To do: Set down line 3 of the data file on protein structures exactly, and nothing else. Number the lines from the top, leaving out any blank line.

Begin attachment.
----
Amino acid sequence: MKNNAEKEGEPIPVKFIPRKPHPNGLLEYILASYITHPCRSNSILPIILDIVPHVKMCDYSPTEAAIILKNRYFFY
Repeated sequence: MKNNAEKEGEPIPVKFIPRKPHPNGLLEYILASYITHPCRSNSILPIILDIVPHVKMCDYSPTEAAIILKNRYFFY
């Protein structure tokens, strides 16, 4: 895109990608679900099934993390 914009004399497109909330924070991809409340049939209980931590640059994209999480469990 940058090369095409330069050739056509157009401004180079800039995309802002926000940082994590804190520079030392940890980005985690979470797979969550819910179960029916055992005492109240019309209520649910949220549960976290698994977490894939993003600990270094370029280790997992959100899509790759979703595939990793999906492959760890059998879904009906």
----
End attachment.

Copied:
């Protein structure tokens, strides 16, 4: 895109990608679900099934993390 914009004399497109909330924070991809409340049939209980931590640059994209999480469990 940058090369095409330069050739056509157009401004180079800039995309802002926000940082994590804190520079030392940890980005985690979470797979969550819910179960029916055992005492109240019309209520649910949220549960976290698994977490894939993003600990270094370029280790997992959100899509790759979703595939990793999906492959760890059998879904009906």